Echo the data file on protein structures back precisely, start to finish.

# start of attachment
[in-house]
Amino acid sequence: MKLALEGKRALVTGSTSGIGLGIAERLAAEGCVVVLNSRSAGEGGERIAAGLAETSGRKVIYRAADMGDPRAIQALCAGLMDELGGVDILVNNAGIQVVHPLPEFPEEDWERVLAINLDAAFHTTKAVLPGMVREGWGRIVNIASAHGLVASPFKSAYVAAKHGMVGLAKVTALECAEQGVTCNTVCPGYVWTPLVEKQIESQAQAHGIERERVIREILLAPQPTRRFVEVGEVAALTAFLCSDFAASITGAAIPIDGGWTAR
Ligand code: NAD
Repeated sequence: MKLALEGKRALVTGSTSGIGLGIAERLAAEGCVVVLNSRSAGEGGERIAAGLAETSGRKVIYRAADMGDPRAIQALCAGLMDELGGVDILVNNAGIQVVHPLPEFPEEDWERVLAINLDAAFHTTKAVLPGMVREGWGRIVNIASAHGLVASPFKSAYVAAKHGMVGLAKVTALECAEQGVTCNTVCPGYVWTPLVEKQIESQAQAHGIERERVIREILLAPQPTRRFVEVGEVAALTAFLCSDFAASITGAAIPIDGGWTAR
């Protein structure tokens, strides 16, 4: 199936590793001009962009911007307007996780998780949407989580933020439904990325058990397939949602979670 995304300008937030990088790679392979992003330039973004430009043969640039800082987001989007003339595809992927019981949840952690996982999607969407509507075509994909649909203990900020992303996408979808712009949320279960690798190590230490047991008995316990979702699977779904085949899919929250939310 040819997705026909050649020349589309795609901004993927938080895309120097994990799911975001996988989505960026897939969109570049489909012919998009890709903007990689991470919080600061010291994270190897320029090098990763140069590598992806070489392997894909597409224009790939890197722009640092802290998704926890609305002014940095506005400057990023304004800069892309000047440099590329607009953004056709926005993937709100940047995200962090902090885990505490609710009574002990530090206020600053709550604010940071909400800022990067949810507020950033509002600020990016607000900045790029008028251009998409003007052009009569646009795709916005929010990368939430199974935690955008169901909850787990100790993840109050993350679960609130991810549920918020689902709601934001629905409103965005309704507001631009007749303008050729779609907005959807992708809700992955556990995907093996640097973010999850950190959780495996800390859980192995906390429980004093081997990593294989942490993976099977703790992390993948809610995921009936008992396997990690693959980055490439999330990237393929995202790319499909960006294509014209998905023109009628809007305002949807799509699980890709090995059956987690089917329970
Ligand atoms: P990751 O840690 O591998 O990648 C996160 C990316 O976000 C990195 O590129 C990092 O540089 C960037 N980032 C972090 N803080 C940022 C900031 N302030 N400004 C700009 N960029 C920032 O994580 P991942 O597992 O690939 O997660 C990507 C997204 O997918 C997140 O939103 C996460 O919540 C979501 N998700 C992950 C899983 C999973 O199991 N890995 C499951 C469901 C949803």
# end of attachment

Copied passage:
[in-house]
Amino acid sequence: MKLALEGKRALVTGSTSGIGLGIAERLAAEGCVVVLNSRSAGEGGERIAAGLAETSGRKVIYRAADMGDPRAIQALCAGLMDELGGVDILVNNAGIQVVHPLPEFPEEDWERVLAINLDAAFHTTKAVLPGMVREGWGRIVNIASAHGLVASPFKSAYVAAKHGMVGLAKVTALECAEQGVTCNTVCPGYVWTPLVEKQIESQAQAHGIERERVIREILLAPQPTRRFVEVGEVAALTAFLCSDFAASITGAAIPIDGGWTAR
Ligand code: NAD
Repeated sequence: MKLALEGKRALVTGSTSGIGLGIAERLAAEGCVVVLNSRSAGEGGERIAAGLAETSGRKVIYRAADMGDPRAIQALCAGLMDELGGVDILVNNAGIQVVHPLPEFPEEDWERVLAINLDAAFHTTKAVLPGMVREGWGRIVNIASAHGLVASPFKSAYVAAKHGMVGLAKVTALECAEQGVTCNTVCPGYVWTPLVEKQIESQAQAHGIERERVIREILLAPQPTRRFVEVGEVAALTAFLCSDFAASITGAAIPIDGGWTAR
């Protein structure tokens, strides 16, 4: 199936590793001009962009911007307007996780998780949407989580933020439904990325058990397939949602979670 995304300008937030990088790679392979992003330039973004430009043969640039800082987001989007003339595809992927019981949840952690996982999607969407509507075509994909649909203990900020992303996408979808712009949320279960690798190590230490047991008995316990979702699977779904085949899919929250939310 040819997705026909050649020349589309795609901004993927938080895309120097994990799911975001996988989505960026897939969109570049489909012919998009890709903007990689991470919080600061010291994270190897320029090098990763140069590598992806070489392997894909597409224009790939890197722009640092802290998704926890609305002014940095506005400057990023304004800069892309000047440099590329607009953004056709926005993937709100940047995200962090902090885990505490609710009574002990530090206020600053709550604010940071909400800022990067949810507020950033509002600020990016607000900045790029008028251009998409003007052009009569646009795709916005929010990368939430199974935690955008169901909850787990100790993840109050993350679960609130991810549920918020689902709601934001629905409103965005309704507001631009007749303008050729779609907005959807992708809700992955556990995907093996640097973010999850950190959780495996800390859980192995906390429980004093081997990593294989942490993976099977703790992390993948809610995921009936008992396997990690693959980055490439999330990237393929995202790319499909960006294509014209998905023109009628809007305002949807799509699980890709090995059956987690089917329970
Ligand atoms: P990751 O840690 O591998 O990648 C996160 C990316 O976000 C990195 O590129 C990092 O540089 C960037 N980032 C972090 N803080 C940022 C900031 N302030 N400004 C700009 N960029 C920032 O994580 P991942 O597992 O690939 O997660 C990507 C997204 O997918 C997140 O939103 C996460 O919540 C979501 N998700 C992950 C899983 C999973 O199991 N890995 C499951 C469901 C949803």